Saturday, May 25, 2024

From gyms to hostels, women in China are creating female-friendly spaces

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In 2022, Zhang decided to create her own all-women gym, joining a small but steadily growing trend as Chinese women – tired of the male gaze, feeling unsafe or being overlooked – in recent years have opted for female-only spaces.

The phenomenon stands in stark contrast to the official clubs and elite politics of China, where female participation is often minimal, if not absent.

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At Modern Training, during the lunch break of a normal weekday, a woman is being guided by one of its five female trainers on how to use a weightlifting machine correctly.

The trainer’s arms rest on the woman’s shoulders while one hand traces up her spine, helping to adjust her posture. “You can’t have this level of intimacy if your trainer is a man,” Zhang said.

The gym does not advertise itself as a place to lose weight rapidly, instead emphasising better shape and tolerance. More importantly, Zhang said she wanted to create a community, where women could come whenever they needed to and feel emotionally supported.

“Sometimes when a family comes over, the dad will take the children to play and leave the mother in our gym,” she said.

Similar services are springing up in multiple cities, across a range of activities and interests. A search on social media turned up women-friendly spaces that included book clubs and hostels, as well as bars and gyms.

On their homepages, these venues overwhelmingly describe themselves as offering “tolerance, comfort, warmth”, and a place where “girls help girls” in a “safe space to express your feelings”.

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Most events are themed around feminist issues – one club in Chengdu, in southwest China, recently advertised a screening of a documentary about the US women’s soccer team’s fight for equal pay.

Not everyone intended to tailor their services for women when they started but gradually found there is a strong demand, as Xiaoli and Yanzi discovered when they opened a hostel called Cheer in 2023.

The two friends originally wanted female guests because the hostel – in Dali, in the southwestern province of Yunnan – had only one bathroom and it would be easier to clean.

But as they got to know more guests, they realised many intentionally sought out women-only rooms when travelling. Some were on a gap year, others were elderly, while some of their guests were women taking their mothers on a trip.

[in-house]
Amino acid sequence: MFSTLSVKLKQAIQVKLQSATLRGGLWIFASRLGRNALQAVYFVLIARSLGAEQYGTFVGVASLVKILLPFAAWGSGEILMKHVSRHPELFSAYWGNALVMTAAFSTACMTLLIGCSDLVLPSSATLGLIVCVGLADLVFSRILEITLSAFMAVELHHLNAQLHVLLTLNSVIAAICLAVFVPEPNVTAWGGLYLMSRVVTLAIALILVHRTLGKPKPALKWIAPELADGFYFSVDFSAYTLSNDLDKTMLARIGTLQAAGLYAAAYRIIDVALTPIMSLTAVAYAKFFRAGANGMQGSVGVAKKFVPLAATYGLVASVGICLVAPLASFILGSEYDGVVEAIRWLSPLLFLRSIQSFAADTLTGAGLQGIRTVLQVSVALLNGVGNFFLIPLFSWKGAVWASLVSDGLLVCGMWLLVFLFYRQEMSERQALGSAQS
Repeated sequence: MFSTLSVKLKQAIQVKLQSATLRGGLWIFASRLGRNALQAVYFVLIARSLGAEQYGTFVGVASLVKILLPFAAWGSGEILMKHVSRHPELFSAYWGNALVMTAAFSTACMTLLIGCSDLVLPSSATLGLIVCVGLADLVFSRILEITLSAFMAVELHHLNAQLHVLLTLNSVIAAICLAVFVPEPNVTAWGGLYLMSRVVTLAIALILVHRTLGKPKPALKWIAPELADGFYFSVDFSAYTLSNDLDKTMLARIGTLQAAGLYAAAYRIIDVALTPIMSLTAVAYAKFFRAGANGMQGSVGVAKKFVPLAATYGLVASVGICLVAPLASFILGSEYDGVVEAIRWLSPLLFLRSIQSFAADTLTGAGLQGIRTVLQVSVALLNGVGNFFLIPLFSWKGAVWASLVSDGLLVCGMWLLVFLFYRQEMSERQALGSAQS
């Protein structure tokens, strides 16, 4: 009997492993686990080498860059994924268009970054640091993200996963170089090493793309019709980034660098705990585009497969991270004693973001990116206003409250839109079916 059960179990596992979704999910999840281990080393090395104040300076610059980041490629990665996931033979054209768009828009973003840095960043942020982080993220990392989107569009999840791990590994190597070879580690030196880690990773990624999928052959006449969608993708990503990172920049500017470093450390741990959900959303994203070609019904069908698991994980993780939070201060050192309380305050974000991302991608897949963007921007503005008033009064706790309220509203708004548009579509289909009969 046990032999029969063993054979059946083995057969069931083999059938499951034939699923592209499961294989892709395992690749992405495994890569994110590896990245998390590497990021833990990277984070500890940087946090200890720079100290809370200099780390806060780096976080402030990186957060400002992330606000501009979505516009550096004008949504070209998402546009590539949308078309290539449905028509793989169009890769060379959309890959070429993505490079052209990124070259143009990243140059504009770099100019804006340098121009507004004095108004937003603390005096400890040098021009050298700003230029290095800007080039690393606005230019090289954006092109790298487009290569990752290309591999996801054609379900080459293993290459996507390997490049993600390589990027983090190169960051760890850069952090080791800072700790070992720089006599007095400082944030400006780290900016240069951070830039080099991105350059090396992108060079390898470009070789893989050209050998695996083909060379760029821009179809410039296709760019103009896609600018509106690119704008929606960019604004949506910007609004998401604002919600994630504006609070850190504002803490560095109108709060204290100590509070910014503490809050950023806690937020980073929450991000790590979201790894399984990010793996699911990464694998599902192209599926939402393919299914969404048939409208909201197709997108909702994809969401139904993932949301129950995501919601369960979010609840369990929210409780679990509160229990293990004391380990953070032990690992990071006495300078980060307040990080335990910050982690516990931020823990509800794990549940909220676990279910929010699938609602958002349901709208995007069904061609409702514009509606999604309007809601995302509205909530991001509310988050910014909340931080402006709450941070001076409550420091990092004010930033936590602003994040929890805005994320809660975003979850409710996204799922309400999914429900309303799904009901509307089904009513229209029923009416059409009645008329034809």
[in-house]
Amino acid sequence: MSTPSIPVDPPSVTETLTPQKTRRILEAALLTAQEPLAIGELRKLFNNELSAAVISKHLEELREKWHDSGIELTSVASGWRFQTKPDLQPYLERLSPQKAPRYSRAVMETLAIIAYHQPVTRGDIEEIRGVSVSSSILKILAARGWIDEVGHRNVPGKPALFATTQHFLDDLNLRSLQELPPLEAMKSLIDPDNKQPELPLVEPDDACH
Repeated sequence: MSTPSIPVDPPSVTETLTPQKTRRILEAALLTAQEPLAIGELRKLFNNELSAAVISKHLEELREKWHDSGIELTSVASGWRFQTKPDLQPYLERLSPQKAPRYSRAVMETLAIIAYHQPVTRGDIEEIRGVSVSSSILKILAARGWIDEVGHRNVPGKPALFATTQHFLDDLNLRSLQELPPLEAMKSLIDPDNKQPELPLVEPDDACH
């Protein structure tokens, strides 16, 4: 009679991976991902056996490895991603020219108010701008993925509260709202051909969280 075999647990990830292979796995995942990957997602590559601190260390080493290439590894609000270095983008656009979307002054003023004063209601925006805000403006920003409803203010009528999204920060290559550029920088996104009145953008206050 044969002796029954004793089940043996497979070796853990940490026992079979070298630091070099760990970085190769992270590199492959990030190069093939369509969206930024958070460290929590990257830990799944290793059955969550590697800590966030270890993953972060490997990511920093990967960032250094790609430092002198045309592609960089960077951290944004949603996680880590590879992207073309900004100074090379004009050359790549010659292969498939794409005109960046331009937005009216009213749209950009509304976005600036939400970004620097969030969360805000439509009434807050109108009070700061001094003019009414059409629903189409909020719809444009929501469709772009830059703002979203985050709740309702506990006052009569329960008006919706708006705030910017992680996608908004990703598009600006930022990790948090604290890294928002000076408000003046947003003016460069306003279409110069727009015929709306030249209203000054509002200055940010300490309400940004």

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Xiaoli and Yanzi started to improve the hostel with women’s needs in mind. They placed an emergency tampon box in the bathroom, added a make-up table in the common area, and upgraded the gate with security cameras.

They also made connections with their guests, including one woman who did not succeed in booking a room but visited the hostel several times.

She would sit in the hallway, knitting while watching a film. One afternoon, she even took a nap on a carpet in the common area, and left after waking up, Yanzi said. “She just came over and slept, like a cat. All her valuables were scattered around her.”

Yanzi said she felt touched, taking it as a sign that the guests trusted her, in a trust built on connection and mutual help between women.

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According to Pei Yuxin, sociology professor at Sun Yat-sen University in Guangzhou, southern China, the trend is on the rise because women are becoming more willing to protect their own feelings in a culture where men traditionally are the opinion leaders.

It was for these very reasons that Orange Li moved in with three other women last June, in a co-living project they called Scythia. “We wanted an environment where women can nourish each other … a relatively more honest, comfortable and safe environment,” she said.

At first, Li and another woman found themselves cooking for the entire household, leading to an exploration of how to fairly divide housework without falling into traditional gender roles.

The project did not last. After running for more than six months, Scythia had to close because of a lack of funding. Being all-women meant giving up half the potential market, and it had made operations difficult, Li said.

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She is trying other projects, including an online community that encourages women to “exchange their skills”, such as plumbing, and help each other.

Li said the project, though short, had been meaningful. By living together, the women at Scythia also established deep connections and tried to fix the shared traumas experienced by women in an East Asian patriarchy, she said.

One woman learned how to respond to praise – when growing up, she seldom received any. Another changed from always criticising others, realising that was how her family treated her.

Li said the women at Scythia did not wear make-up or comment on appearances and wore whatever felt comfortable. “It’s part of the healing process,” she said.

Zhang tells a similar story, of a client – large by societal standards – who said that trainers in other gyms often pushed her to lose weight. She added that she had never received such pressure at Modern Training, where she was supported to work with her own goals.

Pei, the sociology professor, said men had always had their clubs. “They could play ball together, drink together or sing karaoke together. But now women are starting to have it too.”

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